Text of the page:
United States District Court, District of Columbia
MEMORANDUM OPINION AND ORDER
L. FRIEDRICH UNITED STATES DISTRICT JUDGE
December 28, 2018, the pro se plaintiffs filed suit
against 161 defendants, including every state in the United
States and the District of Columbia. Compl. at 6-30, Dkt. 1.
On April 18, 2019, the Court dismissed the plaintiffs'
claims without prejudice on sovereign immunity grounds for
the claims brought against state entities, officials, and
agencies. See Memorandum Opinion and Order of April
before the Court are several motions to dismiss filed by the
remaining defendants. See Dkts. 26, 45, 47, 49, 54,
56-57, 63, 65, 71-74, 83-84, 87, 88. For the reasons below,
the Court will dismiss this case for lack of subject matter
plaintiffs filed suit against 161 defendants, Compl. at 6-9,
Dkt. 1, alleging three counts: (1) “unfair and
deceptive practices with respect to loan servicing, ”
Compl. at 66, (2) “unfair and deceptive practices with
respect to foreclosure processing, ” Compl. at 67, and
(3) “violations of the Financial Institutions Reform,
Recovery and Enforcement Act of 1989 . . . (FIRREA), ”
April 4, 2019 through April 12, 2019, several defendants
filed motions to dismiss; see Dkts. 26, 33, 36-37,
45, 47, 49-50, 54, 56-57, 60, 63, 65, 67, 69-77, 83;
including motions to dismiss for lack of subject matter
jurisdiction under Fed.R.Civ.P. 12(b)(1); see Dkts.
33, 36- 37, 45, 50, 57, 70, 73-77.
April 18, 2019, the Court dismissed the plaintiffs'
claims on sovereign immunity grounds, without prejudice, with
respect to “all of the individual states, state
entities, and state officials.” Memorandum Opinion and
Order of April 18, 2019; see Dkt. 80. However, the
Court did not rule on motions filed by the remaining parties.
See Dkts. 26, 45, 47, 49, 54, 56-57, 63, 65, 71-74,
in the Court's April 18, 2019 Memorandum Opinion and
Order, the plaintiffs were advised, pursuant to Fox v.
Strickland, 837 F.2d 507 (D.C. Cir. 1988), that a
failure to respond to the pending motions to dismiss could
result in the Court treating the motions as conceded, ruling
on the defendants' motion based on the defendants'
arguments alone, or dismissing the plaintiffs' claims for
failure to prosecute. Dkt. 80. The Court further instructed
the plaintiffs to “file a brief in opposition to the
defendants' Motions to Dismiss on or before May 17,
2019” and to “show cause . . . why this case
should not be dismissed for improper service of process or
lack of jurisdiction.” Id.
the Court's April 18, 2019 Memorandum Opinion and Order,
additional motions to dismiss were filed. See Dkts.
84, 87, 88. Out of the motions that remain pending, several
seek to dismiss the complaint for lack of subject matter
jurisdiction under Fed.R.Civ.P. 12(b)(1). See Dkts.
45, 57, 73, 74, 88. On May 22, 2019, the Court received a
Response to the Court's April 18, 2019 Memorandum Opinion
and Order from the plaintiffs. Dkt. 90. However, the
plaintiffs' response failed to include any arguments that
support the Court revisiting its sovereign immunity ruling or
exercising jurisdiction here. Accordingly, the Court will
dismiss the plaintiffs' complaint, without prejudice, for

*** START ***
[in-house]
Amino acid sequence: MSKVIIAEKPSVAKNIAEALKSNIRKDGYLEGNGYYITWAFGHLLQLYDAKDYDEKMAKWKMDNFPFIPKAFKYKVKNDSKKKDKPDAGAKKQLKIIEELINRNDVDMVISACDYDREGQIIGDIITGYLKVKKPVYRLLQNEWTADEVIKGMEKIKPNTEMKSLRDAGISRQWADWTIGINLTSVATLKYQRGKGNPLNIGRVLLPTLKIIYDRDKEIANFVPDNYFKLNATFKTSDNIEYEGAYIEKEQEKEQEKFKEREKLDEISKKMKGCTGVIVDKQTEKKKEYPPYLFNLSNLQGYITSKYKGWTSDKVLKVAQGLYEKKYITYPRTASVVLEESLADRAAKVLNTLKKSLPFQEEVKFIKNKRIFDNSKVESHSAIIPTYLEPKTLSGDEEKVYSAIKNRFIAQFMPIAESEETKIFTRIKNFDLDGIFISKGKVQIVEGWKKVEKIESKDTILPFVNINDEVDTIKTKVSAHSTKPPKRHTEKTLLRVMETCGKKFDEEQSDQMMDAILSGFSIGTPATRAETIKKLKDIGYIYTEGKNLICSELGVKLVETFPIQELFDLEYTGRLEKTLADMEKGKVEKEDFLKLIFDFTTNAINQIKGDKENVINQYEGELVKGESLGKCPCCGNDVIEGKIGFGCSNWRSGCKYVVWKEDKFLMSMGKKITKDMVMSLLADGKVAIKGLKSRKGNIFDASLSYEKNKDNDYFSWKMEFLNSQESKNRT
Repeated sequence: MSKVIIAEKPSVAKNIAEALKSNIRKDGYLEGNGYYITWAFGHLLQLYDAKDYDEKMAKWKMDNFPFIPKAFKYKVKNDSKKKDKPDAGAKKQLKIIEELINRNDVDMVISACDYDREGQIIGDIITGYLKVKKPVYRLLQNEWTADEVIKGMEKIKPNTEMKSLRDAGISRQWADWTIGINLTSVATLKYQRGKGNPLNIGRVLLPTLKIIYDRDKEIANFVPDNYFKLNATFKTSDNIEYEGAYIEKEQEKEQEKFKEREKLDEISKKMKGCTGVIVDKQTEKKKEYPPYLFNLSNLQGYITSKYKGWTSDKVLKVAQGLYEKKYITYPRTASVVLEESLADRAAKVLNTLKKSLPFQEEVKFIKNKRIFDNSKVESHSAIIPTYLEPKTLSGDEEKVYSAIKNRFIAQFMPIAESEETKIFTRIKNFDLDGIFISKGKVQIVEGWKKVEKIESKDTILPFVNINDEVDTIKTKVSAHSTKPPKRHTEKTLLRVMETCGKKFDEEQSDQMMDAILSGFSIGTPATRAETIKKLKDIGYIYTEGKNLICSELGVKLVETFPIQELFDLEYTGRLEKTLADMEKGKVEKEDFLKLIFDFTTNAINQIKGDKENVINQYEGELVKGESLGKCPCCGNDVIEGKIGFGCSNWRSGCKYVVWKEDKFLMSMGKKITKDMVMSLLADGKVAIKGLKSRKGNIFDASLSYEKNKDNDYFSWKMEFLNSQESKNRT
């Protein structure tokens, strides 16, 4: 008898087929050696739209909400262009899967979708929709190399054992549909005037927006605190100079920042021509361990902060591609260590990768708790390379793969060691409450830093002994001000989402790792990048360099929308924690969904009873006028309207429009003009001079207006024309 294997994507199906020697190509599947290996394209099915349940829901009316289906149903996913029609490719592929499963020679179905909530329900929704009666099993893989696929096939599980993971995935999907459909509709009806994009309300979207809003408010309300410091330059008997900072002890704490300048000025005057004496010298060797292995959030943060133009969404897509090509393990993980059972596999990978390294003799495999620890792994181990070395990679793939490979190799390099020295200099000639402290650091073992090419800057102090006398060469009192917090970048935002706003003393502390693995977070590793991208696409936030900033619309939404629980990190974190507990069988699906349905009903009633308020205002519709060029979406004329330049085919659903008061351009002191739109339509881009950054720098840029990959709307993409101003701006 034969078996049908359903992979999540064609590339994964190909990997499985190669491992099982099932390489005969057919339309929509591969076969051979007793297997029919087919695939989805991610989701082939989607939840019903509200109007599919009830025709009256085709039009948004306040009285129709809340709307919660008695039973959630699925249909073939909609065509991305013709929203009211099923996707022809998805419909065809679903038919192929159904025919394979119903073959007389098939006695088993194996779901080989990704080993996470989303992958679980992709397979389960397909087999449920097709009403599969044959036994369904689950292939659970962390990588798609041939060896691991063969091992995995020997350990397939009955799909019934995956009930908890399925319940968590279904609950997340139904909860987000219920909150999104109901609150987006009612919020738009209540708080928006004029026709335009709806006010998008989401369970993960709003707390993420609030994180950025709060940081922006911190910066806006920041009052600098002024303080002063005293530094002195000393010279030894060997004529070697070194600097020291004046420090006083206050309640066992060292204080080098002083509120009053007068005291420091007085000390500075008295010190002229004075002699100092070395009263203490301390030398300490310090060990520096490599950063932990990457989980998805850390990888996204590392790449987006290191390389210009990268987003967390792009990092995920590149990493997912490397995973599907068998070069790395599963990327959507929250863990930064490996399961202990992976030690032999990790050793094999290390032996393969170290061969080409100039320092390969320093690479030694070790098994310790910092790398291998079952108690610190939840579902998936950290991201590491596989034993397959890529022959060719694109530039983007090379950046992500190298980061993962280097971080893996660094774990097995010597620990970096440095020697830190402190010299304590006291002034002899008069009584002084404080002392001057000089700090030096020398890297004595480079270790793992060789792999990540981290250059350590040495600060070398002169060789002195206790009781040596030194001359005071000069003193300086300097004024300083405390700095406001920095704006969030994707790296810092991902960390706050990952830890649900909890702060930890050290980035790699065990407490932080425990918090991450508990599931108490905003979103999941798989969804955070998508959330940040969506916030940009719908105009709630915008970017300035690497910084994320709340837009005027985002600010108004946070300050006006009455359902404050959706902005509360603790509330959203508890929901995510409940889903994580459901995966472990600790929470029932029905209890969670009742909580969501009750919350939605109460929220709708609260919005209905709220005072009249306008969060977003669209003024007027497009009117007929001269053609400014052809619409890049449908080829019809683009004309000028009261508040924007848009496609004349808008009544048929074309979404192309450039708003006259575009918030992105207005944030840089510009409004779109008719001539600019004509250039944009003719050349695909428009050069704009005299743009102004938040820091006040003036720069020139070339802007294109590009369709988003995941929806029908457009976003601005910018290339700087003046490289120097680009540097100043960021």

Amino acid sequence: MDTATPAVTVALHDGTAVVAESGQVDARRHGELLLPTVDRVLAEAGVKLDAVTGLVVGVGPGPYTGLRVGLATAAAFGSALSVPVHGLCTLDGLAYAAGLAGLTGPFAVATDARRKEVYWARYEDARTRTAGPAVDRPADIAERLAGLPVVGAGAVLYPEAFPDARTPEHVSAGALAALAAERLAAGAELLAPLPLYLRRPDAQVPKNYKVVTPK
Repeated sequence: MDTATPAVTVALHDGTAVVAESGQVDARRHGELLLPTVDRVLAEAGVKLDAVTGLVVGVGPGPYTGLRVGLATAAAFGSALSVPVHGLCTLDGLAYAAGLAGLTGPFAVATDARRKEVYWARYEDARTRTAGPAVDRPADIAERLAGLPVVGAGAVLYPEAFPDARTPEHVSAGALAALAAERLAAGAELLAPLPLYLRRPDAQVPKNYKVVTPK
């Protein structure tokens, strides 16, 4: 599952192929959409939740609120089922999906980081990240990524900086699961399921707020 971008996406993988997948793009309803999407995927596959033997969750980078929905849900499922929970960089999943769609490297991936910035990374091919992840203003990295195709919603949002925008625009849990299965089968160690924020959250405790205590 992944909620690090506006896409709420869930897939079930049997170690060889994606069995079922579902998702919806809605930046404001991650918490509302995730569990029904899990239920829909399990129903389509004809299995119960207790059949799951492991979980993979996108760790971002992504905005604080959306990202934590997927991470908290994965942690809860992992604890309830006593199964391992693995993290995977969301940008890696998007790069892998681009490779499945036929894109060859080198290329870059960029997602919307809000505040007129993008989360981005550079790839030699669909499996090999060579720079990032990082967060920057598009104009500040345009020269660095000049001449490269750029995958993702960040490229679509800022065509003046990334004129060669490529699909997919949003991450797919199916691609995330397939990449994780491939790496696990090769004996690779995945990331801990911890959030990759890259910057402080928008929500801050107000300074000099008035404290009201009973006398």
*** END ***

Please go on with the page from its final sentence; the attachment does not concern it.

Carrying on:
lack of subject matter jurisdiction.
Rule of Civil Procedure 12(b)(1) requires that the plaintiff
bears the burden of establishing by a preponderance of the
evidence that the court has jurisdiction to entertain his
claims.” Tremel v. Bierman & Geesing, 251
F.Supp.2d 40, 43 (D.D.C. 2003). “[B]ecause the
plaintiff has the burden of establishing the Court's
jurisdiction, the ‘plaintiff's factual allegations
in the complaint . . . will bear closer scrutiny in resolving
a 12(b)(1) motion' than in resolving a 12(b)(6) motion
for failure to state a claim.” Id. (citing
Grand Lodge of Fraternal Order of Police v.
Ashcroft, 185 F.Supp.2d 9, 13-14 (D.D.C. 2001). The
Court “is not limited to the allegations in the
complaint, but may consider material outside of the complaint
in an effort to determine whether the court has jurisdiction
in the case.” Id. (collecting cases).
“Whenever it appears . . . that the court lacks
jurisdiction of the subject matter, the court shall dismiss
the action.” Fed.R.Civ.P. 12(h)(3); see also
Kontrick v. Ryan, 540 U.S. 443, 455 (2004).
complaint alleges that the Court has subject matter
jurisdiction under 28 U.S.C. § 1331 on two grounds.
Compl. at 30. It first asserts jurisdiction on the basis of
28 U.S.C. § 1355(a) due to an alleged violation of 31
U.S.C. § 3732(a) of the False Claims Act (FCA), 31
U.S.C. §§ 3729-33. Id. Next it asserts
federal question jurisdiction through the Uniform Commercial
Code (U.C.C.) § 3-603, 13 Pa. C.S.A. § 3603, and
N.J. Stat. § 12A:3-603. Id. at 30-31.
Additionally, the Civil Cover Sheet filed with the complaint
indicates that subject matter jurisdiction is also based on
diversity under 28 U.S.C. § 1332. Dkt. 1-1.
counts of the complaint assert additional grounds for subject
matter jurisdiction. Compl. at 66-67. Counts I and II allege
“unfair and deceptive practices” in violations of
state laws for loan servicing and foreclosure
processing.Id. Count III asserts federal
question jurisdiction under FIRREA, 12 U.S.C. § 1833a,
as well as through violations of 18 U.S.C. § 1001(a).
Compl. at 67. The Court will ...